Whole-genome patterns of linkage disequilibrium across flycatcher populations clarify the causes and consequences of fine-scale recombination rate variation in birds

Kawakami, Takeshi, Mugal, Carina F., Suh, Alexander ORCID: https://orcid.org/0000-0002-8979-9992, Nater, Alexander, Burri, Reto, Smeds, Linnéa and Ellegren, Hans (2017) Whole-genome patterns of linkage disequilibrium across flycatcher populations clarify the causes and consequences of fine-scale recombination rate variation in birds. Molecular Ecology, 26 (16). pp. 4158-4172. ISSN 0962-1083

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Abstract

Recombination rate is heterogeneous across the genome of various species and so are genetic diversity and differentiation as a consequence of linked selection. However, we still lack a clear picture of the underlying mechanisms for regulating recombination. Here we estimated fine-scale population recombination rate based on the patterns of linkage disequilibrium across the genomes of multiple populations of two closely related flycatcher species (Ficedula albicollis and F. hypoleuca). This revealed an overall conservation of the recombination landscape between these species at the scale of 200 kb, but we also identified differences in the local rate of recombination despite their recent divergence (<1 million years). Genetic diversity and differentiation were associated with recombination rate in a lineage-specific manner, indicating differences in the extent of linked selection between species. We detected 400–3,085 recombination hotspots per population. Location of hotspots was conserved between species, but the intensity of hotspot activity varied between species. Recombination hotspots were primarily associated with CpG islands (CGIs), regardless of whether CGIs were at promoter regions or away from genes. Recombination hotspots were also associated with specific transposable elements (TEs), but this association appears indirect due to shared preferences of the transposition machinery and the recombination machinery for accessible open chromatin regions. Our results suggest that CGIs are a major determinant of the localization of recombination hotspots, and we propose that both the distribution of TEs and fine-scale variation in recombination rate may be associated with the evolution of the epigenetic landscape.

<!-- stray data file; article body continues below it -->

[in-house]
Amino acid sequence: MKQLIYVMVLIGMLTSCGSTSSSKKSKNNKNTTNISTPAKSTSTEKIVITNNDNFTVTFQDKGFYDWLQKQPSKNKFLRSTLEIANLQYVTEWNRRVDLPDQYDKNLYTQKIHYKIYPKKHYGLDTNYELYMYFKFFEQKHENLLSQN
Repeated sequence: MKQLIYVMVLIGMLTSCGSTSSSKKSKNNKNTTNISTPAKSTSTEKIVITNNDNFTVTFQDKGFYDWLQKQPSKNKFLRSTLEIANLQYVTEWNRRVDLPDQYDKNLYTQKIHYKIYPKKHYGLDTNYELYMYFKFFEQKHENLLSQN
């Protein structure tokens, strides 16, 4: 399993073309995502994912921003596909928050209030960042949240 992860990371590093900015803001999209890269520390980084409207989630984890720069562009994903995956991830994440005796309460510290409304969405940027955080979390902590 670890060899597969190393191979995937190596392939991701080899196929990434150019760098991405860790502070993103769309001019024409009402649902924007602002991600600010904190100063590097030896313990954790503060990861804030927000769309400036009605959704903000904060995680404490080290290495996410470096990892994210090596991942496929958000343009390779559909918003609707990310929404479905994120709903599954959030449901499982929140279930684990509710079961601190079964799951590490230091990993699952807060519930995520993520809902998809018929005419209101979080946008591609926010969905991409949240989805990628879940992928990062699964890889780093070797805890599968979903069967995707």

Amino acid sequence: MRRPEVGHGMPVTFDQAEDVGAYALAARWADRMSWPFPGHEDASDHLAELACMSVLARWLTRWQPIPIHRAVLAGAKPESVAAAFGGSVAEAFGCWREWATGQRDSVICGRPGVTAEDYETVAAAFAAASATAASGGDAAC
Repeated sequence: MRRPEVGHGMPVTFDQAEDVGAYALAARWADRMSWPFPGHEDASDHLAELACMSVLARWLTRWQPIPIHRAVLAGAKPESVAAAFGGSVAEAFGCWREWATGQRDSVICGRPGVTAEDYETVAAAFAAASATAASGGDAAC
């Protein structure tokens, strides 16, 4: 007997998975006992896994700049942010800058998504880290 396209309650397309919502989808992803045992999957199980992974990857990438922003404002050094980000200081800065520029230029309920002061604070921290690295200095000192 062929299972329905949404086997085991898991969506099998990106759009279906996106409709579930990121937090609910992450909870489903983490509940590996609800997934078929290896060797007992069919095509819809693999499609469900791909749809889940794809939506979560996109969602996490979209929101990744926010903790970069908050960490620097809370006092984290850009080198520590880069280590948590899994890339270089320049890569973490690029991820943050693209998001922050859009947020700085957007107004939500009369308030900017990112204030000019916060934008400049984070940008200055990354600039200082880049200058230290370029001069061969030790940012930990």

Item Type: Article
Additional Information: Funding Information: This work was supported by Swedish Research Council (grant numbers 2007-8731, 2010-5650 and 2013-8271 to HE, and 2014-6325 to TK), Marie Sklodowska Curie Actions, Co-fund Project INCA (grant number 600398 to TK) and the Knut and Alice Wallenberg Foundation (grant type Wallenberg Scholar to HE). We thank Sébastien Renaut and three anonymous reviewers for their constructive comments on an earlier version of the manuscript. Computations were performed on resources provided by the Swedish National Infrastructure for Computing (SNIC) through Uppsala Multidisciplinary Center for Advanced Computational Science (UPPMAX). Publisher Copyright: © 2017 The Authors. Molecular Ecology Published by John Wiley & Sons Ltd
Uncontrolled Keywords: cpg island,gc-biased gene conversion,linked selection,population genomics,recombination,transposon,ecology, evolution, behavior and systematics,genetics ,/dk/atira/pure/subjectarea/asjc/1100/1105
Faculty \ School: Faculty of Science > School of Biological Sciences
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Depositing User: LivePure Connector
Date Deposited: 16 Sep 2022 15:35
Last Modified: 24 Sep 2022 07:15
URI: https://ueaeprints.uea.ac.uk/id/eprint/88408
DOI: 10.1111/mec.14197

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